The call-out from the LLP and Grand Riverkeeper came a few months ago, a realization that they have exhausted all avenues to stop the Muskrat Falls project but their resolve to stopping it remains unchanged. We knew we needed to step up and support this Day of Action, to help amplify the voices that are not being heard by the decision-makers including elected members of government and monopoly power companies.
The Council of Canadians stands in solidarity with the Sault Ste. Marie Tribe of Chippewa Indians that opposes increased Nestle water-takings in Michigan and declared a "moratorium on the purchase and sale of Nestle bottled water products at any tribally owned and operated facility and urges tribal members to boycott Nestle products".
MLive has previously reported that the Sault Ste. Marie Tribe and four other Native American tribes "are concerned that allowing a 400 gallons-per-minute withdrawal on Nestle's White Pine Springs production well in Osceola Township might affect the wetlands, streams, flora and fauna in an area where the state of Michigan has a legal duty under a 181-year-old treaty to protect wildlife habitat for tribal use."
On April 3, the Michigan Department of Environmental Quality - despite massive public opposition - approved Nestle's request to increase its groundwater takings in the area for its bottled water operations.
Council of Canadians’ Moncton chapter chair Pamela Ross joined CUPE-New Brunswick to present before Moncton City Council last night about the city’s P3 water contract, which is coming up for renewal in 2019. Gabrielle Ross-Marquette (researcher for CUPE-NB) and Leo Melanson (President of CUPE local 51 - Moncton’s outside workers) were presenting on behalf of CUPE, who has been actively raising awareness on this issue.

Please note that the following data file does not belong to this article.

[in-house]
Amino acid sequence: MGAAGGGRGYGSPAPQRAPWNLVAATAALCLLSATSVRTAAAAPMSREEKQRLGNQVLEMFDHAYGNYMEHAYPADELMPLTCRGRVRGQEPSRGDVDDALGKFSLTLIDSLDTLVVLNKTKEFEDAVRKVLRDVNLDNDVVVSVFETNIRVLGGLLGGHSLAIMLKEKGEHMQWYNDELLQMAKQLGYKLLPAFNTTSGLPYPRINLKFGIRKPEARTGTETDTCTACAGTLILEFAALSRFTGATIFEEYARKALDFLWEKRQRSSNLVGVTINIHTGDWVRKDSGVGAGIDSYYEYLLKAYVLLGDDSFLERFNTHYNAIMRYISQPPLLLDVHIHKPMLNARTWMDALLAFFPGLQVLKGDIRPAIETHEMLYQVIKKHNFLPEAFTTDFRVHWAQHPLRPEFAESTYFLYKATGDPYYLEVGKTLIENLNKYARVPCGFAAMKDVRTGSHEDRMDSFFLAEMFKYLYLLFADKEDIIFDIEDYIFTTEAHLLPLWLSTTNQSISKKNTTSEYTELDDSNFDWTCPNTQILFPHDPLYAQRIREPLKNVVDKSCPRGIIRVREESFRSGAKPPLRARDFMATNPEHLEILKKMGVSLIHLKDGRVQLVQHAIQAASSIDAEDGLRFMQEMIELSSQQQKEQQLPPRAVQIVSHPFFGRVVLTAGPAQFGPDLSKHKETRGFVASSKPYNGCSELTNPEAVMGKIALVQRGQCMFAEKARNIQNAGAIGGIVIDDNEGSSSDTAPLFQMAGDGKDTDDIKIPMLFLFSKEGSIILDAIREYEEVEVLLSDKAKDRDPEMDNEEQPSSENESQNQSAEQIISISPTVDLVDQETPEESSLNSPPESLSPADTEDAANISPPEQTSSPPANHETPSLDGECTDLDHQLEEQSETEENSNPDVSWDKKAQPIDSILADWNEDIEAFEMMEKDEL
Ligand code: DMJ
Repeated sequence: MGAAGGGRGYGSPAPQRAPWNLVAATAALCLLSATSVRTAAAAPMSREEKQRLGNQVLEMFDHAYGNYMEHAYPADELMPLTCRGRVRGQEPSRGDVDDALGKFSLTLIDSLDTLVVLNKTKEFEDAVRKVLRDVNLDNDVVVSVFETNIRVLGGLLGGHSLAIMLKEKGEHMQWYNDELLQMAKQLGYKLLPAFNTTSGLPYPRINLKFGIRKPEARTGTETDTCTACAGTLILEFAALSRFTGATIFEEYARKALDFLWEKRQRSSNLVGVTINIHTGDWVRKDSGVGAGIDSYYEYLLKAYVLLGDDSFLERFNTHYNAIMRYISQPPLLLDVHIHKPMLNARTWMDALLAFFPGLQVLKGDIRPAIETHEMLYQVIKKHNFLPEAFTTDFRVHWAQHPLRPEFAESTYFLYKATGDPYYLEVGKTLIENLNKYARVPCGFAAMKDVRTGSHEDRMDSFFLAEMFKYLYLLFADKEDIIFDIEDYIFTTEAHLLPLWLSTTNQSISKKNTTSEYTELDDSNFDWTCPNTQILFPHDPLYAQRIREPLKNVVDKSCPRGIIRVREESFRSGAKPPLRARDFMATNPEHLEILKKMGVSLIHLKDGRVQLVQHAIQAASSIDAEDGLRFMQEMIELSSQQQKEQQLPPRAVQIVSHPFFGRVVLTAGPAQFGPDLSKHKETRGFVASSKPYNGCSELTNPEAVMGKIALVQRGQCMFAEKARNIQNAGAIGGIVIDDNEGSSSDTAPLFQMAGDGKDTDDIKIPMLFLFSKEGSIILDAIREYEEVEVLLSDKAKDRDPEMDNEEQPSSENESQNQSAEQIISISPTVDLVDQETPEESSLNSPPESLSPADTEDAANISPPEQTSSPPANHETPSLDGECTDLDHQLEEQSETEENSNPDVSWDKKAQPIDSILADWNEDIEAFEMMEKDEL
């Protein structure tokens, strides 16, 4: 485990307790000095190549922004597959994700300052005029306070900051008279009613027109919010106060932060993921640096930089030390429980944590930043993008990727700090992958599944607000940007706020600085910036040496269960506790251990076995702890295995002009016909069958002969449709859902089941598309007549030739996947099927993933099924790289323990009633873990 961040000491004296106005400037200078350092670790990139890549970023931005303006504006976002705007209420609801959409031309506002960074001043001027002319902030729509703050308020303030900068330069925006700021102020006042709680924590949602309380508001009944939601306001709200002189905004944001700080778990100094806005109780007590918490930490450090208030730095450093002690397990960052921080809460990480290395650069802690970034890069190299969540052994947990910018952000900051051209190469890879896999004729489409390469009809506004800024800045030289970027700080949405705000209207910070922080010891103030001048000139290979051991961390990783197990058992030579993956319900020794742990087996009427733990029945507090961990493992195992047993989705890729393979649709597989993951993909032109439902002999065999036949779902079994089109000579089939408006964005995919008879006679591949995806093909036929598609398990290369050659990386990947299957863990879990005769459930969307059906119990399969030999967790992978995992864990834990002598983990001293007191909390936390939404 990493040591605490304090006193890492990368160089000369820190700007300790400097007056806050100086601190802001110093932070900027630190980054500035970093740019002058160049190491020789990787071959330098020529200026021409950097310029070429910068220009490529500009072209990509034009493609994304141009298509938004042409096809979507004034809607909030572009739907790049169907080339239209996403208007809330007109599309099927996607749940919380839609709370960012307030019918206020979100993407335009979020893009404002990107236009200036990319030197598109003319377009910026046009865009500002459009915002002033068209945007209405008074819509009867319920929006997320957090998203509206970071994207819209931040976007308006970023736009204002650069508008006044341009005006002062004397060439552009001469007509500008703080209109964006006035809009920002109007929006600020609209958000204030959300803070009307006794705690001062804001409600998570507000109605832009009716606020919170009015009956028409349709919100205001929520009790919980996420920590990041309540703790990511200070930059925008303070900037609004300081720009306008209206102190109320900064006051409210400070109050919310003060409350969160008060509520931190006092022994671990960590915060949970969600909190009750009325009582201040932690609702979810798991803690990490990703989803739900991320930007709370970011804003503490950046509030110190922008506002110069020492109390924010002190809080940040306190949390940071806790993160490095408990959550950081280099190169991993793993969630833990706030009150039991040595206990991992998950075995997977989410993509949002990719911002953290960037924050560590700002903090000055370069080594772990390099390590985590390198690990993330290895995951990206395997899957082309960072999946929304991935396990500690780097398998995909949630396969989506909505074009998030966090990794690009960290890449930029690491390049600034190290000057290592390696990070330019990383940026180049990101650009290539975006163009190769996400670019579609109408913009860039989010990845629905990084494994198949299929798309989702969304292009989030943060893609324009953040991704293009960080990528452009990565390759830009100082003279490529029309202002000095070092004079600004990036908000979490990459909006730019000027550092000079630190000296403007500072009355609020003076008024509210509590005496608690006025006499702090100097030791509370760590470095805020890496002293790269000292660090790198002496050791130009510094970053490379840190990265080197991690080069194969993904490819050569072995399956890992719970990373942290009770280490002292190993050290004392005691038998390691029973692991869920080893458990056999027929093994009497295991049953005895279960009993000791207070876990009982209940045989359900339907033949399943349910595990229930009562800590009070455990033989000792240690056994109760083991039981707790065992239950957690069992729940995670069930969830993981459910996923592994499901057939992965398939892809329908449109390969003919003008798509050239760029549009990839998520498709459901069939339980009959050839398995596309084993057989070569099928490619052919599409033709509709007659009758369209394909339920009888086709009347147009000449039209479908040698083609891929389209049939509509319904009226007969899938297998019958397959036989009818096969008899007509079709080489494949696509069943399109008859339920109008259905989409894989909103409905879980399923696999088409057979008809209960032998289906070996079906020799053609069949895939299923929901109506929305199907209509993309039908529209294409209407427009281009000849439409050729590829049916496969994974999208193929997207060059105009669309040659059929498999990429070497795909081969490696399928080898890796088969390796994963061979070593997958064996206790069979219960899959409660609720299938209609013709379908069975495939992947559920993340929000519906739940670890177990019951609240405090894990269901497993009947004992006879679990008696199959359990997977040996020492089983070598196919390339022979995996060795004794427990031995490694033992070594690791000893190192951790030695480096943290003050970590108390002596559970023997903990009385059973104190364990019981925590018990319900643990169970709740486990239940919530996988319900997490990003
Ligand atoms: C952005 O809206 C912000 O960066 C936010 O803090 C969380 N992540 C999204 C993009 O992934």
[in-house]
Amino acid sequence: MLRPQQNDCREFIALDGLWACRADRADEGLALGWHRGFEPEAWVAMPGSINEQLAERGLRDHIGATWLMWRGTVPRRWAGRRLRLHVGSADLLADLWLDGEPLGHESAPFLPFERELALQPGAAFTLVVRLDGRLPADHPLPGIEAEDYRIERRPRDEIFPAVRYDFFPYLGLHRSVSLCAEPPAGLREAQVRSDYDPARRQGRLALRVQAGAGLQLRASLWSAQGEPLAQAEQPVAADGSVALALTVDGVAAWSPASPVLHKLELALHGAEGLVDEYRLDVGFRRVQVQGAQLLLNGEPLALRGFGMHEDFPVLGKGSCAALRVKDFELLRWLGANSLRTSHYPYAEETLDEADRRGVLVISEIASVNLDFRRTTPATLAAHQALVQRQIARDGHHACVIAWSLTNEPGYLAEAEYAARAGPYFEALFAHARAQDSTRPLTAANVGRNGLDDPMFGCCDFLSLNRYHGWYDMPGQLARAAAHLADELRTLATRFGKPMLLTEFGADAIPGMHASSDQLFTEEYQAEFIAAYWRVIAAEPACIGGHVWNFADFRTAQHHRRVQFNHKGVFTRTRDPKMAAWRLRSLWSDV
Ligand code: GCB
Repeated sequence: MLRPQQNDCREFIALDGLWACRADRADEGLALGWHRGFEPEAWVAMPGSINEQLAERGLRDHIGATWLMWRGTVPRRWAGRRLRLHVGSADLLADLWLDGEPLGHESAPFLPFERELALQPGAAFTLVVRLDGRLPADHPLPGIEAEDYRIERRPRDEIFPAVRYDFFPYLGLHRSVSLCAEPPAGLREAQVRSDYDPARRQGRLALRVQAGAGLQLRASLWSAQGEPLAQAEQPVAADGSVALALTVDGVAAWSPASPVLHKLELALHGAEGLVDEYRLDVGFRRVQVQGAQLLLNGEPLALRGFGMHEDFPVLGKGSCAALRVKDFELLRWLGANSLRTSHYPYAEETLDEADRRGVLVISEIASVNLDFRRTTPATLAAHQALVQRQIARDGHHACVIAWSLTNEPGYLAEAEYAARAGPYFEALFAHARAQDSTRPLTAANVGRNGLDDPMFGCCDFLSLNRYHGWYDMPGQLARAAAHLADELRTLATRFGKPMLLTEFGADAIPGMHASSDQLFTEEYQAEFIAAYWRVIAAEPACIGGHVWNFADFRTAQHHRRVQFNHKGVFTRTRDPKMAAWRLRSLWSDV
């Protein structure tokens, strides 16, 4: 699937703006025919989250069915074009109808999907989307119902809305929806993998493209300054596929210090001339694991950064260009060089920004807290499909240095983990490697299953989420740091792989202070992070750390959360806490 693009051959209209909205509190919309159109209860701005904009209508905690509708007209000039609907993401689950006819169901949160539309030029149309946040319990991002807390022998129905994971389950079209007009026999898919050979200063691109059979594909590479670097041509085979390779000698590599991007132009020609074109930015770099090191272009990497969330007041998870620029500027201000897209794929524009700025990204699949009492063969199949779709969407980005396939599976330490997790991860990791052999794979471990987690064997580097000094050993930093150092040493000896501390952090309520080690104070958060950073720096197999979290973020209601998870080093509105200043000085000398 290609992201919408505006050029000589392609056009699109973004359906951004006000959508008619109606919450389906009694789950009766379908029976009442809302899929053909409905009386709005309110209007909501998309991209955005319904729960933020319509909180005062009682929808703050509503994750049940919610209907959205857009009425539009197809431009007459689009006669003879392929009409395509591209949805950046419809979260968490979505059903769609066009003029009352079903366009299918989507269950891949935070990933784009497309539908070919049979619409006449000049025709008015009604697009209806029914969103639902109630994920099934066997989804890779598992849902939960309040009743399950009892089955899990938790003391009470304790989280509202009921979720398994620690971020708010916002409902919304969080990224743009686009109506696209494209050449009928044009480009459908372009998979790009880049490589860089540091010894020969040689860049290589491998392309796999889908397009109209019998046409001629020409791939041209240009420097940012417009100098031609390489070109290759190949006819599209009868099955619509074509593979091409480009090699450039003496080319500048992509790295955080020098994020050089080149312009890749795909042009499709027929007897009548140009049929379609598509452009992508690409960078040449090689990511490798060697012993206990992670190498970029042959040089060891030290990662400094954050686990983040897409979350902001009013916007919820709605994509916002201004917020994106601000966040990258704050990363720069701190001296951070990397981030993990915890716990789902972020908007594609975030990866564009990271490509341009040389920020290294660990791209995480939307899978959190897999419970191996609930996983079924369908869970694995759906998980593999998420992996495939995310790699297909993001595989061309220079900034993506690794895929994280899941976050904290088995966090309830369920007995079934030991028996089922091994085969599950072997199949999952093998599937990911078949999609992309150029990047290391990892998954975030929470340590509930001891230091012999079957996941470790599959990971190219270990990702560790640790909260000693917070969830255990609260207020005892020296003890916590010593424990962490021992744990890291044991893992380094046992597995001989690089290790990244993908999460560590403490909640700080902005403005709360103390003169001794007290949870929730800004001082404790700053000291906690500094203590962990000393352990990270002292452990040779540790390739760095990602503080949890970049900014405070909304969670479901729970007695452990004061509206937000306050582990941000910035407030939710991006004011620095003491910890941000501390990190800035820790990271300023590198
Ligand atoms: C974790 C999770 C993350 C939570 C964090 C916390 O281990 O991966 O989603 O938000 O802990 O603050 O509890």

Leo Melanson, Gabrielle Ross-Marquette and Pamela Ross present before Moncton City Council on Monday, May 7th 2018.
Today, I was on Parliament Hill to stand in solidarity with the Labrador Land Protectors and the Grand Riverkeeper-Labrador. Fifteen people, including three Inuit elders, were arrested while attempting to make their voices and others opposing the dam heard about the dangers of the Muskrat Falls mega-dam project, which threatens their land and environment, their traditional food sources and cultural practices, their health and well-being – their very survival.
This action at Parliament Hill was amplified by others across the country, including in Halifax, St. John’s, Winnipeg, Mississauga and Happy Valley-Goose Bay.
The London chapter and allies rallied this past Saturday calling for provincial funding to local hospitals to be restored. Photo by Len Elliott.
Council of Canadians chapters are working to highlight key issues in the lead-up to the provincial election in Ontario on June 7.
This morning CBC reports, "Polling suggests nearly half of Ontario voters haven't fully made up their minds, and that makes them persuadable over the next month."
This evening party leaders Kathleen Wynne, Doug Ford and Andrea Horwarth will participate in a live televised debate and the writ - which officially starts the election campaign - will be issued on Wednesday May 9.
Among upcoming chapter activities: